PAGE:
Tony Potts writes:
The Community Rail Fair at Carlisle on 8 June did not produce any new members for us, but I was able to talk to other groups, such as the Lakes Line. In addition, my wife brought two of our grandchildren who enjoyed the opportunity to sit in the driving seat of the DRS loco on show.
given by Gary Brogan, Director, Rail North Partnership and Jim Bamford, Head of Investment Planning, Transport for the North (TfN). Most of Mr Brogan’s talk was about the problems encountered in the Manchester area with the timetable change in May 2018, although he did mention the possibility of battery-powered trains on the Windermere branch.
Mr Bamford’s talk was about investment in the existing rail network. This is to bring about a standard in the whole of the North West of England. This is to be done in a cost-effective manner, the cheapest way possible. The key words are Connectivity, Capacity, Customer,
I attended the Travel Watch North West meeting at Preston on 13 June to hear a talk on communication and cost-effectiveness. There has been very strong growth.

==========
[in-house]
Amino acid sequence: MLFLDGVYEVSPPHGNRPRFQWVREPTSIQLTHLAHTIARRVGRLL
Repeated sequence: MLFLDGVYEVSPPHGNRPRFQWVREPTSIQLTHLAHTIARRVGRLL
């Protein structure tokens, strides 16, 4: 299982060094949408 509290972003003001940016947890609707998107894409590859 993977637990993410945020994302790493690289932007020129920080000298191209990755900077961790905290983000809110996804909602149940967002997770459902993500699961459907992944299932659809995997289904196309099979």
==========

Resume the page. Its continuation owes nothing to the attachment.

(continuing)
The aim is to have two trains per hour on all routes for most of the day, but local conditions may apply. Barrow to Whitehaven cannot justify two trains per hour. To give two trains per hour between Whitehaven and Carlisle would need an extra train set, as a total of six vehicles plus 48 staff would be required. In addition, line speeds would need to be increased. The revenue would be only 3% of costs. However, if the Carlisle – Newcastle trains were to be sped up, a unit could be released for this line. When I asked about future investment on our line, I was referred to the Cumbrian Local Enterprise Partnership (CLEP).
The plan put forward by the CLEP is being fully supported by Transport for the North Even so, this would not address decades of under-investment.
Subsequently, it was announced on 3 July that the Government is to give £7.5m of funding, with another £835,000 from the CLEP. I was interviewed about this by BBC Radio Cumbria on that day, but as I didn’t know the exact details of the plan, could only say that we need to have bottlenecks, such as single-line sections, removed, platforms raised and signalling improved. The representative from CLEP, who was also being interviewed, broadly agreed.
The Penalty Fares scheme came into effect, but on 30 June the ticket machines had not had the appropriate software for permission to travel tickets, which was supposed to be installed in the early hours of that day/